There’s no two ways about it, CrossFit is expensive. With most boxes charging per session, monthly bills can easily run into the $200 range. That’s not say that it’s not worth it to spend time at your box. The motivation and personal attention you receive during training sessions is extremely valuable and is a huge part of why CrossFit is so successful. But if you need to save some money, you can buy CrossFit equipment packages to use at home.
Learn the Movements First
Learning the proper techniques and form is crucial to performing the exercises that form the backbone of CrossFit workouts. Exercises such as the snatch, dead lift, and cleans, should be learned from a trained professional to insure avoid injuries. For that reason, joining a CrossFit box should be part of your initial learning process, at least until your comfortable with all the necessary exercises.
The Basic Equipment
First and foremost you need an Olympic bar. If you’re going to be doing Olympic lifts in your home gym, you need to make sure you get a decent bar. A good bar should last the better part of your lifting career, so don’t skimp here. This bar by Ivanko is great addition to any home gym. It may seem pricey, but it will endure the endless amounts of drops and punishment from Olympic lifting. If you want to spend less, just be sure to look for something that is designed for Olympic lifts. Some bars say they are, but will come apart after being dropped repeatedly.
The next item you’ll want is a rubber weight set. You can use steel plates to save money, but expect the noise level to be substantially higher. These plates from Troy are perfect for lifters of any experience level. They are all the same size, so you can start as light as you want. And they are durable, so they will hold up to repeated abuse.
No CrossFit equipment package would be complete without a pull-up and dip station. Depending on the amount of space you have available, there are a couple of options. For those with the floorspace, a pull-up/dip tower is a great solution. This tower from XMark is good for dips, pull-ups, and also has padding for leg lifts. It’s a solid piece of equipment that won’t rock and shake while you’re using it, and it comes at a reasonable price.
If you’re short on floorspace, a wall-mounted pull-up and dip station may be a better option. The Ultimate Body Press wall-mounted pull up bar is an ideal solution in this situation. It has foam grips over most of the bars surface. It also includes a dip station. Installation is reasonably straightforward. Just make sure it is mounted to the studs in the wall. All in all a great product.
Basic CrossFit equipment packages should include all of the aforementioned equipment. Now we’ll discuss the equipment that would be nice to have if you’ve got the space and the cash.
The next thing on your list should be a squat rack. As with the Olympic bar, don’t skimp here. Go with something that is easy to work with and easy to adjust. Also make sure it can handle weight you’ll be loading up on it. This squat rack from Deltech is a nice piece. The weight hooks can be used inside or outside of the cage depending on your preference. There are safety bars for use inside the cage. It’s made of heavy gauge steel tubing so it’s built to last. Finally, it has a built in pull-up bar.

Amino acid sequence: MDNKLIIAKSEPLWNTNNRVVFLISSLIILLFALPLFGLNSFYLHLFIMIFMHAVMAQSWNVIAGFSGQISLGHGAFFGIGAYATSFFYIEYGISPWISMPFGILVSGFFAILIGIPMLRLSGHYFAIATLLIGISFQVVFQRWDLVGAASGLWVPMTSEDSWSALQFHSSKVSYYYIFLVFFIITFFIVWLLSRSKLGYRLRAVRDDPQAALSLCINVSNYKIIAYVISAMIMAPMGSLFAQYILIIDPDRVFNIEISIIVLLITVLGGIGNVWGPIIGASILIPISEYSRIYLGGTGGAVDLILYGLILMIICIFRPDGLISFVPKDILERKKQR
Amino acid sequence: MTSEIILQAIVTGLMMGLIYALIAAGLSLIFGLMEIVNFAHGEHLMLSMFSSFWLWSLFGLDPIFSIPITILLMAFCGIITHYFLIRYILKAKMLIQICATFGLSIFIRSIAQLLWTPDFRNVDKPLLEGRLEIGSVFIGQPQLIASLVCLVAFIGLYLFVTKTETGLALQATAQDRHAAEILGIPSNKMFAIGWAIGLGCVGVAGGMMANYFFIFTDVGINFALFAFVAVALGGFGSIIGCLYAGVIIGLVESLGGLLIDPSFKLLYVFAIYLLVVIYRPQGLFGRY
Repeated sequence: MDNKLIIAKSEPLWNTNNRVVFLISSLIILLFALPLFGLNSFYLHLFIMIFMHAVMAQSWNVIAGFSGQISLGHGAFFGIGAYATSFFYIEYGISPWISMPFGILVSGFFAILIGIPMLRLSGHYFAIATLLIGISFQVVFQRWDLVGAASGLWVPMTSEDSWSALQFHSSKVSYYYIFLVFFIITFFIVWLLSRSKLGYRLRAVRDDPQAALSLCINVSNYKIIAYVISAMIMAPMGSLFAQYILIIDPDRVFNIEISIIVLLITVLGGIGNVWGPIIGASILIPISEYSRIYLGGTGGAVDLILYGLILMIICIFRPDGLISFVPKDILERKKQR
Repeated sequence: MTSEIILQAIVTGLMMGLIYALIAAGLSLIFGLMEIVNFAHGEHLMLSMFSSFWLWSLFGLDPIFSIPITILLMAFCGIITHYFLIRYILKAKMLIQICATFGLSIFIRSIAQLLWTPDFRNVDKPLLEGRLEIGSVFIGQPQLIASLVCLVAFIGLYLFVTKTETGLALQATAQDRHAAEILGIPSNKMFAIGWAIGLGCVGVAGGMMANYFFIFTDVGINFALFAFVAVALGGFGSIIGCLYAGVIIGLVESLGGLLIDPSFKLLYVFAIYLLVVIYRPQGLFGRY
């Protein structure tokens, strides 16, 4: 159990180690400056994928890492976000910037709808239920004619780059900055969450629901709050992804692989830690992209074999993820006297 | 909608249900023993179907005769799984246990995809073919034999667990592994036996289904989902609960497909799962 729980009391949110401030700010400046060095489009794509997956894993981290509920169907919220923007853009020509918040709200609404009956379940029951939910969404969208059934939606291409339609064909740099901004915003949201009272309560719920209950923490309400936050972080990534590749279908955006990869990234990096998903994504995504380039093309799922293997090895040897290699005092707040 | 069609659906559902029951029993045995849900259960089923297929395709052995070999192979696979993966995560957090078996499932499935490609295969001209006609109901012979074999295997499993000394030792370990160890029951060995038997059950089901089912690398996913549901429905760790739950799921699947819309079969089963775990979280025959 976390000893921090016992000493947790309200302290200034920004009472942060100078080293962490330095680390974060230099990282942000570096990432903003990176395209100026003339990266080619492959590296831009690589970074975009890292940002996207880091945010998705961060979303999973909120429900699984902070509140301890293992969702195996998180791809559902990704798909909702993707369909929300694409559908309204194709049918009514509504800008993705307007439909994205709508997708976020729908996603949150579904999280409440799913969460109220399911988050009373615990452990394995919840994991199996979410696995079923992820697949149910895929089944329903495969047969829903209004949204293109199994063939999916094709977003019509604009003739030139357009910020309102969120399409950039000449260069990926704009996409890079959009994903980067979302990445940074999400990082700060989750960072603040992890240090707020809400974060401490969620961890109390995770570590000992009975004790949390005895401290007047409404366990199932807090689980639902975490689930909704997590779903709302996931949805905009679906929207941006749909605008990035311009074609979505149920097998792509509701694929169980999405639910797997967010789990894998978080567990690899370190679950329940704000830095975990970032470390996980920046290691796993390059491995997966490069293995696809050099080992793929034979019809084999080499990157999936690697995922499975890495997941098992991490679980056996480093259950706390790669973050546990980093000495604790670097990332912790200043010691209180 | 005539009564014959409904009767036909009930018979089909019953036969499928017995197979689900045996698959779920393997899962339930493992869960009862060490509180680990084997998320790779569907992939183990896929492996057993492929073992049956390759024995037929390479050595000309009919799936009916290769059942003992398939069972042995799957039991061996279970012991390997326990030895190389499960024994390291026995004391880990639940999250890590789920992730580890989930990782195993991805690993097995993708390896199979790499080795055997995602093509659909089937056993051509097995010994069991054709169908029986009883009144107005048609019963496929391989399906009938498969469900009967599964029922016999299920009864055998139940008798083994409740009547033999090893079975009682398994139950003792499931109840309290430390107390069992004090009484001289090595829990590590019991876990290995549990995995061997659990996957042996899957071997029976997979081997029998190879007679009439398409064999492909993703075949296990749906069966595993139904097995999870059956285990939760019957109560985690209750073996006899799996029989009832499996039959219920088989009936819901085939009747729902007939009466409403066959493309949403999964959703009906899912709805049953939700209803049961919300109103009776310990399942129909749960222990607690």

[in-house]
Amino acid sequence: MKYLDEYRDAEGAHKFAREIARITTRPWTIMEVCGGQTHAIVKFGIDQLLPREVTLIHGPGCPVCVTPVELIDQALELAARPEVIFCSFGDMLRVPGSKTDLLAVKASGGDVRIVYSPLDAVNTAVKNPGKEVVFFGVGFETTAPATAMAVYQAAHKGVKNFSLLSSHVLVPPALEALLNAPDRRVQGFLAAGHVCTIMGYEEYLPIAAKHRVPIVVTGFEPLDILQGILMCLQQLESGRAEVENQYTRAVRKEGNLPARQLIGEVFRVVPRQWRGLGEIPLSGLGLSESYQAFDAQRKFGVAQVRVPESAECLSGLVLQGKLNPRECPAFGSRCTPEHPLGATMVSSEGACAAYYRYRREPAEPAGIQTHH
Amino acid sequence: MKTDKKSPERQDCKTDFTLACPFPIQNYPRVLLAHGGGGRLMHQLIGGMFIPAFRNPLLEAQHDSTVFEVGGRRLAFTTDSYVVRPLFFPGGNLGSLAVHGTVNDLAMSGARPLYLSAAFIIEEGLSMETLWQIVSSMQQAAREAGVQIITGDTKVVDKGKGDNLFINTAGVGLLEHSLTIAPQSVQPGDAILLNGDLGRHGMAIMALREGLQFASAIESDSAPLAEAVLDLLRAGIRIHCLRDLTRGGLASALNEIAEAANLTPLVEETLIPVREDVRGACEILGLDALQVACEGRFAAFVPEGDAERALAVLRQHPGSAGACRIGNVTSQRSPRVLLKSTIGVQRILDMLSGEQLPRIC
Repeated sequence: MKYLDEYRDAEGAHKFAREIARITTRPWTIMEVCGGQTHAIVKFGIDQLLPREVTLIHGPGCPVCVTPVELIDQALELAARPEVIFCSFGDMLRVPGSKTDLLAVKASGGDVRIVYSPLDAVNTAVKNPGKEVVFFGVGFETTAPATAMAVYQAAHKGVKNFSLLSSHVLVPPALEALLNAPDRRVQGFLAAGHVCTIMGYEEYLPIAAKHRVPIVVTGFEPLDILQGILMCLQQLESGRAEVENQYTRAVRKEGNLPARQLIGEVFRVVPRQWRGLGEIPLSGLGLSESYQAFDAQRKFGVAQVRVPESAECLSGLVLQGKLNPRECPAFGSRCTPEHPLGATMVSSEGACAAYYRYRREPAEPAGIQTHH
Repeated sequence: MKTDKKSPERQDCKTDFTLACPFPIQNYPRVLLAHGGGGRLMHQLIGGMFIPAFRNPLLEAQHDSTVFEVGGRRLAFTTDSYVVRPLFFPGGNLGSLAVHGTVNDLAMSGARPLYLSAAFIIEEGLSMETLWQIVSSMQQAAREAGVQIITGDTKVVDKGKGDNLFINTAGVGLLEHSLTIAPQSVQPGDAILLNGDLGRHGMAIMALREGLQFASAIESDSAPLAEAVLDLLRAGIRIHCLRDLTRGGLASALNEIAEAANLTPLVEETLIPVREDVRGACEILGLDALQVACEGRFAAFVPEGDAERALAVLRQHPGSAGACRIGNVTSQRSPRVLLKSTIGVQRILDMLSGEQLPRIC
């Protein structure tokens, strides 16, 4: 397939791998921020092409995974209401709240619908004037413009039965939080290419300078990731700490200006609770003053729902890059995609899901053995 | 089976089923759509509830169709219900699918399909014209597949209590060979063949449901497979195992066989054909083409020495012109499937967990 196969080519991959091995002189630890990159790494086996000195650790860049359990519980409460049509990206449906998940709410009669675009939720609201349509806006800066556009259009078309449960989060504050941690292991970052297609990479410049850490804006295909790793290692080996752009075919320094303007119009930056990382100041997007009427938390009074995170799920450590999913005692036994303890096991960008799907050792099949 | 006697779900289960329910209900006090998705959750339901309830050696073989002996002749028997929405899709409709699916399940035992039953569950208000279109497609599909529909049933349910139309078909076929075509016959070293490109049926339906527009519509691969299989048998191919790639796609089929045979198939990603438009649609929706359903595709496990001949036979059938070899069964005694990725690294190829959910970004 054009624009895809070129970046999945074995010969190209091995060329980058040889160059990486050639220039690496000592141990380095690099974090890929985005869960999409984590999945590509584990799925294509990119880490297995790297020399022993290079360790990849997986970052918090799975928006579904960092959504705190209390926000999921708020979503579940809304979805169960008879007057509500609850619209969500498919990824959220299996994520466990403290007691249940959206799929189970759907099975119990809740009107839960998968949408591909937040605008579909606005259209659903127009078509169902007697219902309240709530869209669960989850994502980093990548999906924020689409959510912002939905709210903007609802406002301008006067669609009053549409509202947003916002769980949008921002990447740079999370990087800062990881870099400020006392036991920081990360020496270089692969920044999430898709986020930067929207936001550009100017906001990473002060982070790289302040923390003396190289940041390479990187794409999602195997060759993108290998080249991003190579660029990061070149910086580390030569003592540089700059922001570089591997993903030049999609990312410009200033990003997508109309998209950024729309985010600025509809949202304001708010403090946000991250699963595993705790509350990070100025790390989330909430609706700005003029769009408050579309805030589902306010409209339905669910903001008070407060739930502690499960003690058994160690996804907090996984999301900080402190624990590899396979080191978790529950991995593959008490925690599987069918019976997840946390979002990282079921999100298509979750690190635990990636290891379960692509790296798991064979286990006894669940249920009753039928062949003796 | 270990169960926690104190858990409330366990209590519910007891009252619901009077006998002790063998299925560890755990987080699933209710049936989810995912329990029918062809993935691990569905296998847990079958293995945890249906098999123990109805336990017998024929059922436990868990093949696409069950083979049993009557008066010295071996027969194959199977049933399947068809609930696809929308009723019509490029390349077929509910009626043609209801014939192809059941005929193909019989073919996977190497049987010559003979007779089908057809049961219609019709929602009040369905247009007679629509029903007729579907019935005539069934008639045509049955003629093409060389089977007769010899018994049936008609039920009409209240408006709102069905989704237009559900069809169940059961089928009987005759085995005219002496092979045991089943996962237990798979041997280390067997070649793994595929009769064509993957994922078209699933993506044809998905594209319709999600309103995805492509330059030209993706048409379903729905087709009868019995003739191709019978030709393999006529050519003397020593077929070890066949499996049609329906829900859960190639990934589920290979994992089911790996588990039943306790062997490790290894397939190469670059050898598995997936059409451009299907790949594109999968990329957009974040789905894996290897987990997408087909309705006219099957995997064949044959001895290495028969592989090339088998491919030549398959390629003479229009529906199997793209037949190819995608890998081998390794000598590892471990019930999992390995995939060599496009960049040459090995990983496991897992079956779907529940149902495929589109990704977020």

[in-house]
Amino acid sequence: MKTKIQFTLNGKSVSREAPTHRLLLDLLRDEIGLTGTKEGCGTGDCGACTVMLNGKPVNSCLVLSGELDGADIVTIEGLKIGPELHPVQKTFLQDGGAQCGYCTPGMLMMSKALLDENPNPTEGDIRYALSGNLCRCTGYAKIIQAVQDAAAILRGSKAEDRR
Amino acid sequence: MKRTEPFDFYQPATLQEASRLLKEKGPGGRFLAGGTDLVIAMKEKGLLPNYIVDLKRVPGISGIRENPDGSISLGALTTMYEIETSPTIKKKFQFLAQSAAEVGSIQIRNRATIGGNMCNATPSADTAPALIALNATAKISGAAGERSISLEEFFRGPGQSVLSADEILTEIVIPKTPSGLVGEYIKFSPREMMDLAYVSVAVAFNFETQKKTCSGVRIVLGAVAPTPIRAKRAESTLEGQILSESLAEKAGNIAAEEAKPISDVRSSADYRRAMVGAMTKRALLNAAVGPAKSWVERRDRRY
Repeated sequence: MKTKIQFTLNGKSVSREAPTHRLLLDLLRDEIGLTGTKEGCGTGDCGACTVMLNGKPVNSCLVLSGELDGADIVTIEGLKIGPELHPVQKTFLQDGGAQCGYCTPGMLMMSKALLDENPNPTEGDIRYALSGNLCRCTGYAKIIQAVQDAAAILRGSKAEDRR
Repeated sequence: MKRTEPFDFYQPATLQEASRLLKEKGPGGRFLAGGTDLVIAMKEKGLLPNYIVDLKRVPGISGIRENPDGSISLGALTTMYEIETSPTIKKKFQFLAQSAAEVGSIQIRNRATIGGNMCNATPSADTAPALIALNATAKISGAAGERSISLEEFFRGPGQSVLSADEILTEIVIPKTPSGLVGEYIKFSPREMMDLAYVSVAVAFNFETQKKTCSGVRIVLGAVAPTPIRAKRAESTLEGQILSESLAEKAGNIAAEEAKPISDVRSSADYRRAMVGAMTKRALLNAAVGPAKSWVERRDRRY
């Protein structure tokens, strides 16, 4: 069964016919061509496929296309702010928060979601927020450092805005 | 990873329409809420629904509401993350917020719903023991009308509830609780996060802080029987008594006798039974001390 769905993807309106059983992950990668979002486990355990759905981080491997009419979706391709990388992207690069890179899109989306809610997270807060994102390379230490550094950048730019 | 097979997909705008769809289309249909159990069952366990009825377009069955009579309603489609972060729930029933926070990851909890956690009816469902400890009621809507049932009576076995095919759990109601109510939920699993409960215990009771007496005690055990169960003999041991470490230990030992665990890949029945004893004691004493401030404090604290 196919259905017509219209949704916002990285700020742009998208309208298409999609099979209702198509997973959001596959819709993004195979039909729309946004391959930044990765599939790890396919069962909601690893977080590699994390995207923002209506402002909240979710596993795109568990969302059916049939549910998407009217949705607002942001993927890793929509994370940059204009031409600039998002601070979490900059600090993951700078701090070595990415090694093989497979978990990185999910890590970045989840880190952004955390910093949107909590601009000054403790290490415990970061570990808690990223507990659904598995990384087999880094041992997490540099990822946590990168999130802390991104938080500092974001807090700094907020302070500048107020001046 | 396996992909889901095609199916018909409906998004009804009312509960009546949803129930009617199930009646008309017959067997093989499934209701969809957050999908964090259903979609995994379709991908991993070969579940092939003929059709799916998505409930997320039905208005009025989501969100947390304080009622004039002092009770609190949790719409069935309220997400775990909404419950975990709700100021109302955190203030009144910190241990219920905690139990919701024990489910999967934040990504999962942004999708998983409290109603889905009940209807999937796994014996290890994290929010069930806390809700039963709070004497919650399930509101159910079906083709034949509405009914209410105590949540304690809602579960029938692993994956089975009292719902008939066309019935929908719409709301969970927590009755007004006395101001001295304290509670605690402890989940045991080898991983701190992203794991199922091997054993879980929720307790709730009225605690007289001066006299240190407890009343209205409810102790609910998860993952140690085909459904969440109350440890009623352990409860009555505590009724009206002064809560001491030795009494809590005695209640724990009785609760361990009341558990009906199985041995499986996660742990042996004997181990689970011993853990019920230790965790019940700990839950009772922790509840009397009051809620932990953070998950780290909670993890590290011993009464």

Unless you’re looking to spend considerably more, this piece from Deltech is a pretty decent option.
A flat bench is also a nice piece of equipment if you’ve go the floorspace and room in your budget. But since it’s sort of a one-show pony, it doesn’t rank high on the list. I personally prefer pushups to bench press nowadays anyway. But if you’re set on getting a bench, you can’t go wrong with this Olympic bench from Body-Solid.
There is NO more efficient way to perform cardio than with rowing. And the hands down best is the Concept II Rower. This machine is a beast. It’s construction is top notch. And it is literally the perfect way to wear your ass out. The console on the rower allows for any number of configurations, including intervals such as Tabatas, or just rowing for time or distance.
The flywheel design makes it extremely quiet. And it can even be stowed on end to take up almost zero space. If you’re going to spend your money on a piece of cardio equipment, this is the one you want.
If you’ve still got room in your garage and room left in your budget here are a few other items you might want to explore. First and foremost would be some floor mats. Olympic lifting involves dropping a lot of weights. Mats will extend the life of your weights, and your floor.
Dumbbells and kettlebells are also an option. Certainly not as important as the equipment previously listed, but they have their place.
Olympic rings offer cheap thrills and are probably one of the best methods available of attaining massive upper body strength. We’ve covered some nice CrossFit rings in a previous post.
Last but not least, make sure you’ve got proper footwear. CrossFit shoes offer good cushion and support with a minimal heel-to-toe drop encouraging proper form and technique during lifts. They are a worthwhile investment.
And remember, good CrossFit equipment packages start with the basics. Get the necessities first, then worry about the rest down the road.